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At home with a hearth

By February 16, 2007February 26th, 2018No Comments

SOME BUYERS THINK  A FIREPLACE IS A NECESSARY ACCESSORY

The house seemed perfect: three bedrooms near downtown Greenport, ideal for a couple on the cusp of retirement.

But even after they made a bid on the $895,000 property, the couple couldn’t get their minds around one issue. “The house had no fireplace, and that’s what they kept coming back to,” says Sheri Winter Clarry, a Southold-based Corcoran Group broker who helped them find the home. “Without it, the wife felt that the house lacked a feeling of warmth.”

Real estate agents are finding more and more that fireplaces are “must haves” for home buyers. Not only does a hearth make for a cozy centerpiece on cool nights, it can also be a good investment – with each fireplace adding as much as 12 percent to a home’s value when the time comes to sell, according to a recent study by the National Center for Real Estate Research, a Washington, D.C.-based group run through the National Association of Realtors.

Authenticity vs. ease

And these days, there are myriad choices – from traditional wood-burning fireplaces, which are still the most common, to startlingly real-looking gas fireplaces, which many experts say are easier to use and maintain, as well as environmentally friendlier.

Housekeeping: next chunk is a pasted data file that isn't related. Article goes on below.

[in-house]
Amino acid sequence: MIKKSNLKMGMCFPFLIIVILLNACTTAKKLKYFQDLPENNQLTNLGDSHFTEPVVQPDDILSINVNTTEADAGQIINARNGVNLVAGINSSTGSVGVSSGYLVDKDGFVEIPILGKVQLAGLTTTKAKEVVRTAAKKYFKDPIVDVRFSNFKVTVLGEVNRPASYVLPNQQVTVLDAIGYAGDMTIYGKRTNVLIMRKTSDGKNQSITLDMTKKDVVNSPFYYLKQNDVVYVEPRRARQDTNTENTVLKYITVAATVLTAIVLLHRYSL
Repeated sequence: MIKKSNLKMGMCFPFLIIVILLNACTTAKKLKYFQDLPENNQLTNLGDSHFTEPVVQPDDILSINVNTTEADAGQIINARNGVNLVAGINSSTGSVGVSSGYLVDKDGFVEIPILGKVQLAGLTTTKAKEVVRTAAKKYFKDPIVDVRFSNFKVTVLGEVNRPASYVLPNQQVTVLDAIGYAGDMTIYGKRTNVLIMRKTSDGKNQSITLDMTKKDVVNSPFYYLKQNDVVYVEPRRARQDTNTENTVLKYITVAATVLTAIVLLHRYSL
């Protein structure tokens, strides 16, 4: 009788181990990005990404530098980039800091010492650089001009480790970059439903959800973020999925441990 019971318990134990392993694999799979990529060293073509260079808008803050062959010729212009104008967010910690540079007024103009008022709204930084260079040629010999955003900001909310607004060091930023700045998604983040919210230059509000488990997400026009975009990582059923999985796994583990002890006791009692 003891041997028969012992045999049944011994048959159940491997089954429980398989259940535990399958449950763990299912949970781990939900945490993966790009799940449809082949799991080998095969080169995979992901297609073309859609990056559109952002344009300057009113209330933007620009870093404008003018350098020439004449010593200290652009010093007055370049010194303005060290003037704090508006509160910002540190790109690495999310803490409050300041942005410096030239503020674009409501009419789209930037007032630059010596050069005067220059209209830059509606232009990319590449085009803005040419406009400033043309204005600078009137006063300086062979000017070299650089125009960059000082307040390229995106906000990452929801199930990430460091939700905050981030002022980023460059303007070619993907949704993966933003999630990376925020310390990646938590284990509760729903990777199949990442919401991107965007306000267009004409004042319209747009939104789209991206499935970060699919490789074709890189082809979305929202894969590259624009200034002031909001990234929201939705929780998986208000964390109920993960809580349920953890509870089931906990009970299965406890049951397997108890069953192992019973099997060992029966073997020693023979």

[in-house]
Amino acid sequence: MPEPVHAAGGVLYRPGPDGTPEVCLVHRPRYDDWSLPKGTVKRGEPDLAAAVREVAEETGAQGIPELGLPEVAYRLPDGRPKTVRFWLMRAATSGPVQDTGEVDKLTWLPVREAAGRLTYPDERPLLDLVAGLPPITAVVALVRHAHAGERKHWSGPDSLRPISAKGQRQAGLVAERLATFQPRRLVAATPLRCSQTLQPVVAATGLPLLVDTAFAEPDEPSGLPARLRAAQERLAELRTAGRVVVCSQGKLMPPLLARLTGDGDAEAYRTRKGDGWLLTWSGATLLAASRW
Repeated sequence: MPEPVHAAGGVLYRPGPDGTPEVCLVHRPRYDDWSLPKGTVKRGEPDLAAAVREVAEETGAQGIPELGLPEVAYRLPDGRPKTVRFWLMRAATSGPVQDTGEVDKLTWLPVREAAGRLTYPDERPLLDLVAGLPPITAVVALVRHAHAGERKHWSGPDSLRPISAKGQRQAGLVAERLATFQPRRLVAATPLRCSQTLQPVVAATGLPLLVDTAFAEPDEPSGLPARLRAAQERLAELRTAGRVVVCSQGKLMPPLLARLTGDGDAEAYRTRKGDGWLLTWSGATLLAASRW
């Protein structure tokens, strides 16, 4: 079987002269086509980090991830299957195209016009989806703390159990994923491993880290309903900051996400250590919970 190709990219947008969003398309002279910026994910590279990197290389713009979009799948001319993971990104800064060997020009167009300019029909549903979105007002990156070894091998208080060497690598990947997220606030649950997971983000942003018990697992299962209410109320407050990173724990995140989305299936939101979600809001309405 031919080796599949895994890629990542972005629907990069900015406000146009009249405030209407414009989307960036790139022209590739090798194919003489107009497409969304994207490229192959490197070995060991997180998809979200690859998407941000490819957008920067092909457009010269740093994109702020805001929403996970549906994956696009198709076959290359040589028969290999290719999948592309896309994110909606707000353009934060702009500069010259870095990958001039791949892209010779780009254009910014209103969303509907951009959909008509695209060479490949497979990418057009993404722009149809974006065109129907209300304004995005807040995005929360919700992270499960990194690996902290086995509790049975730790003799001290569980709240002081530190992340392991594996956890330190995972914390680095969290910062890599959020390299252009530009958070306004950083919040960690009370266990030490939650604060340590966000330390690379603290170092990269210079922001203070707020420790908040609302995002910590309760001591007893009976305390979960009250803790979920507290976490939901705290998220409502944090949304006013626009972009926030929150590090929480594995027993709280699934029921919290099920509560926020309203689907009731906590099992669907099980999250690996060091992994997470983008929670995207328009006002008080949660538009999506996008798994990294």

“Nine times out of 10, I find that a home buyer will mention that they want a fireplace,” says Shawn Elliott, owner of Shawn Elliott’s Luxury Homes and Estates in Woodbury. “It makes a house a home, and gives it a warmth that another house wouldn’t have.”

There are different schools of thought about which type of fireplace is best. While some people insist on the “authenticity” of a wood-burning fireplace, others prefer something that burns cleaner and takes less work. Gas-burning fireplaces are now dominant among new installations and in newer homes, says Linda Wheeler, a spokeswoman for the Arlington, Va.-based Hearth, Patio and Barbecue Association.

Builder Mike Nobiletti creates wood-burning fireplaces on a grand scale. In his last home, he built a “walk in” 6-by-6-foot fireplace, lined with stone benches where visitors could sit and warm their toes after coming in from the cold. Now, in his palatial 8,000-square-foot North Haven home, he’s built five: in the cellar wine-tasting room, the kitchen, the library, the master bedroom and the living room. All are wood-burning.